“The goal of this installation is to call attention to the repression of Palestinian women’s resistance and to condemn the gendered punishment of women who struggle against the occupation,” she explained. “We honor Khattab’s contributions to the Palestinian fight for freedom and refuse to remain complicit in the unjust imprisonment, sexual abuse, and torture experienced by most Palestinian political prisoners.”
Inside the Israeli Prison System
The students also handed out pamphlets with further information about Khattab and Palestinian political prisoners. A digital copy is embedded below.
Khattab, like many detainees, has been tortured while in Israeli custody. She says she has endured “extreme beatings” by Israeli soldiers, and authorities have constantly subjected her to extreme cold temperatures and sleep deprivation. When her mother visited her, she noticed her daughter had lost a lot of weight.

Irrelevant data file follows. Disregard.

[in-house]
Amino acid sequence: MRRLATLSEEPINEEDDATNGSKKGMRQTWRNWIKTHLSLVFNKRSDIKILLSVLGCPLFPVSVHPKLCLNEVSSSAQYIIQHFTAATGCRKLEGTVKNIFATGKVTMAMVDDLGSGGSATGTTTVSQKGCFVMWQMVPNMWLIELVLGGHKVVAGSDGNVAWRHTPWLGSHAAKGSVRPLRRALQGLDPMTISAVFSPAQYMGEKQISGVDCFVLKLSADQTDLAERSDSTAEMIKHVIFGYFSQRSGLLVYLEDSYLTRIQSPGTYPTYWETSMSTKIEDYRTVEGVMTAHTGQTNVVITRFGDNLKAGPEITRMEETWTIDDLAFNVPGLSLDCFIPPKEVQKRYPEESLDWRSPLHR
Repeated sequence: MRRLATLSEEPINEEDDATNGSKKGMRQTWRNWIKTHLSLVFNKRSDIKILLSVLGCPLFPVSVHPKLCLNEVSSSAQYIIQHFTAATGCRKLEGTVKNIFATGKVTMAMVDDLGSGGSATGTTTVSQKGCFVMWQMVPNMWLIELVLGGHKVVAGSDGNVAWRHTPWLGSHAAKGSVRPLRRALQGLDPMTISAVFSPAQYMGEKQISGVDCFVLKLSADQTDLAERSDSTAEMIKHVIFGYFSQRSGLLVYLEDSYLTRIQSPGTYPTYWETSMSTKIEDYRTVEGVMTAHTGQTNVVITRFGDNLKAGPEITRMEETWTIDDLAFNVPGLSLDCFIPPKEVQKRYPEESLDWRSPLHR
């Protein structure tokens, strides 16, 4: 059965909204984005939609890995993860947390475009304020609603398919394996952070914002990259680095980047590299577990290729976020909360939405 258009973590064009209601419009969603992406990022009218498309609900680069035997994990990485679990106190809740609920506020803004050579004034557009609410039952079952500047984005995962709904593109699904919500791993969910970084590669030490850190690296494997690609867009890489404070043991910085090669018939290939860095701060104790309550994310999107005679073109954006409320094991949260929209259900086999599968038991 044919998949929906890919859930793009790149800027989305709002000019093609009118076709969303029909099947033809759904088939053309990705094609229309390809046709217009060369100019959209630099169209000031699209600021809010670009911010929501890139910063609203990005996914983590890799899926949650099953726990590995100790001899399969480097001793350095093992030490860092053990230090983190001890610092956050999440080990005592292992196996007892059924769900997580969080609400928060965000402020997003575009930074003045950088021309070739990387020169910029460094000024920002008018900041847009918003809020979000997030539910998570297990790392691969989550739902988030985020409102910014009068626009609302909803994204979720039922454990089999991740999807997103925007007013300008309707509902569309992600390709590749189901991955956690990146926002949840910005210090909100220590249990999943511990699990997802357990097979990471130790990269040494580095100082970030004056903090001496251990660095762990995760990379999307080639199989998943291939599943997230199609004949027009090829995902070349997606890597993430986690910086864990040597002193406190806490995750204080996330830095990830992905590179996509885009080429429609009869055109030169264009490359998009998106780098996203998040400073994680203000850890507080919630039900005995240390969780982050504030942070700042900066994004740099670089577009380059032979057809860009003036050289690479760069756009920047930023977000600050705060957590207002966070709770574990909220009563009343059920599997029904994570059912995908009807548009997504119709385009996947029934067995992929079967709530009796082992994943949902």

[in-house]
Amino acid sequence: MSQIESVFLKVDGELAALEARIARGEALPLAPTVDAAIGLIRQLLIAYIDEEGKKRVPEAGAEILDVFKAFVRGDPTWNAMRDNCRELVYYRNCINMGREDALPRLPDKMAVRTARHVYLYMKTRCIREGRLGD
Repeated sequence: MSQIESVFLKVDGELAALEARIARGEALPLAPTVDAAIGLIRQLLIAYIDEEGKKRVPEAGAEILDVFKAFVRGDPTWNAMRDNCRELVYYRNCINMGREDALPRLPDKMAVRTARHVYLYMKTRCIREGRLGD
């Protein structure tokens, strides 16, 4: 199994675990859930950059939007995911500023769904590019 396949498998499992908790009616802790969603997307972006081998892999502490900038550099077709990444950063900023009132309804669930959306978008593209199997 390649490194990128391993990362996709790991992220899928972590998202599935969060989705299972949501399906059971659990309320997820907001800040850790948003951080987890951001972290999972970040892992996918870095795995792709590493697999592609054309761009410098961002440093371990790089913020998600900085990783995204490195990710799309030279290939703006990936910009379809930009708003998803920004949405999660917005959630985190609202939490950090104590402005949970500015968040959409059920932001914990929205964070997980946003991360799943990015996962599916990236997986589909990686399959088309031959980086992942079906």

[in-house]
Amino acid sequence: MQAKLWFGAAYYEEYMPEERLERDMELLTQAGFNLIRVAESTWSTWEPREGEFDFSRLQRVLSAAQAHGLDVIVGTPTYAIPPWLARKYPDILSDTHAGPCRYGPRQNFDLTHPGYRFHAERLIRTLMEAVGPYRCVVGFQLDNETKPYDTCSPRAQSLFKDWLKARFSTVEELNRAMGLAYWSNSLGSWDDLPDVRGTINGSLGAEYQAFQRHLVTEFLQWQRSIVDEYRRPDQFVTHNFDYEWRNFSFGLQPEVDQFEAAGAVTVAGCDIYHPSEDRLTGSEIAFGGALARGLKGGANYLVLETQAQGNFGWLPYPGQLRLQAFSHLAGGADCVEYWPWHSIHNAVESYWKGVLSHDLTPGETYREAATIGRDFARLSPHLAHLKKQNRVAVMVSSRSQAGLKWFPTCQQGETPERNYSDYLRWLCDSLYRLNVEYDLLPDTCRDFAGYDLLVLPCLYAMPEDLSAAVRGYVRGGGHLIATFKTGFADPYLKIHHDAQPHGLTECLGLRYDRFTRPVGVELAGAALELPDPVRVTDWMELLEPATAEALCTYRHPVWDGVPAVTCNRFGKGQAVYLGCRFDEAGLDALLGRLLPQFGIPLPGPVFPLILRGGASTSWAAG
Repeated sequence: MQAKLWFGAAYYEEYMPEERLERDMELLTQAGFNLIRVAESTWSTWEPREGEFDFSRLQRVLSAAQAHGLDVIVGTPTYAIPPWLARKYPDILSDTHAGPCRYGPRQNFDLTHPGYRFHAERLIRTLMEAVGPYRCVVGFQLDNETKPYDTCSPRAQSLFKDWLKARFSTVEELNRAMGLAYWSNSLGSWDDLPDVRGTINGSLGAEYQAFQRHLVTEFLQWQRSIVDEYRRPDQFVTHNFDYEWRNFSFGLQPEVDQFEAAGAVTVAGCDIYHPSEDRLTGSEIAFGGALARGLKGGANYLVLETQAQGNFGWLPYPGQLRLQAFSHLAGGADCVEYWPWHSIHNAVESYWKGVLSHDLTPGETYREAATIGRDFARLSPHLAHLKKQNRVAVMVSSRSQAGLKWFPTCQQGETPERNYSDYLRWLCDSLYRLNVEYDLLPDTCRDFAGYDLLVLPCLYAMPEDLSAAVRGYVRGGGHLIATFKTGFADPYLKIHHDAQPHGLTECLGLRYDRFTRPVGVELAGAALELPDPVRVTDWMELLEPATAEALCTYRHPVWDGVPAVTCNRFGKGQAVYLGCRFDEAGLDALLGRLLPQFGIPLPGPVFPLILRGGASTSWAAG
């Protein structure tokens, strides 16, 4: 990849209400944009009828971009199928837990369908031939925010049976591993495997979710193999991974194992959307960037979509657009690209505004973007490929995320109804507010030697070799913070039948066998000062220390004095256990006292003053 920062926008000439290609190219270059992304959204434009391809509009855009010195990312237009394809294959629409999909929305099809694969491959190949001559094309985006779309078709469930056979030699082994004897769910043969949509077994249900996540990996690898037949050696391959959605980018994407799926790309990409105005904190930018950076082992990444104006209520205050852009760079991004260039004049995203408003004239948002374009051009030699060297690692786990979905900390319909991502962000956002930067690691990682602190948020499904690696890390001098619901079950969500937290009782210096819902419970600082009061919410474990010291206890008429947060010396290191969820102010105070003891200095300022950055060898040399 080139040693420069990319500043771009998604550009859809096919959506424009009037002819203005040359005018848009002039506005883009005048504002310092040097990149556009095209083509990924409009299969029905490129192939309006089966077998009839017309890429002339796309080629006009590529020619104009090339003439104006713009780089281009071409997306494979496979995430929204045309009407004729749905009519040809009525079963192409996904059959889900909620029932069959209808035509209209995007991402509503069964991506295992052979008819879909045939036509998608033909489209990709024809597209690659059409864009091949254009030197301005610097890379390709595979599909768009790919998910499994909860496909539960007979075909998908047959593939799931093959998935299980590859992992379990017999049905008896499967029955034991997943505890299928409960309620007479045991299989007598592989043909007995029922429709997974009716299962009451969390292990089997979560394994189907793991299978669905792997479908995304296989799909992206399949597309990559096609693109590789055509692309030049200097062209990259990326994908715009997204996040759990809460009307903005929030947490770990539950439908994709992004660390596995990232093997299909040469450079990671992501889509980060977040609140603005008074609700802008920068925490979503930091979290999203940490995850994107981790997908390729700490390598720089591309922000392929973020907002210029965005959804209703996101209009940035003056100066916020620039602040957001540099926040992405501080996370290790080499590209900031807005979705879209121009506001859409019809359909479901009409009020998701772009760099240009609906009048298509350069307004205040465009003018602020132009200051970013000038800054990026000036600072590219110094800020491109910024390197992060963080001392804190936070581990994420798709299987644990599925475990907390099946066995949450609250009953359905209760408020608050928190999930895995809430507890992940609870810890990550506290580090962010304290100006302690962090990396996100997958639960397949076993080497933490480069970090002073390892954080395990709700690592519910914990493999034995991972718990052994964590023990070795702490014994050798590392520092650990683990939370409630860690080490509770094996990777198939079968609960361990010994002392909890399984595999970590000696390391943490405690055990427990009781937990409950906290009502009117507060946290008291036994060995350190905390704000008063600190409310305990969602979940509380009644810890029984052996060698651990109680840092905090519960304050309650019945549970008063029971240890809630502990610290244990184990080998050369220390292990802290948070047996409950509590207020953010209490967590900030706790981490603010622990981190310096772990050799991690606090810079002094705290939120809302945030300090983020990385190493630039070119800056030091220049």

That harsh conditions such as these are widespread in the Israeli prison system is well-documented. The UN Committee on the Rights of Children (CRC), in its 2013 review of Israel’s child rights record, expressed “its deepest concern about the reported practice of torture and ill-treatment of Palestinian children arrested, prosecuted and detained by the military and the police, and about the State party’s failure to end these practices in spite of repeated concerns expressed by treaty bodies.”
Adalah, the Legal Center for Arab Minority Rights in Israel, has detailed Israel’s systematic torture of detained Palestinian children. The organization indicates that interrogators have regularly “threatened children with beatings, isolation, torturing their fathers and raping their mothers and sisters; children were denied food for dozens of hours unless they confessed to the charges against them.”
The Palestinian Prisoners Club also found that 40% of Palestinian children arrested in Jerusalem had been sexually abused.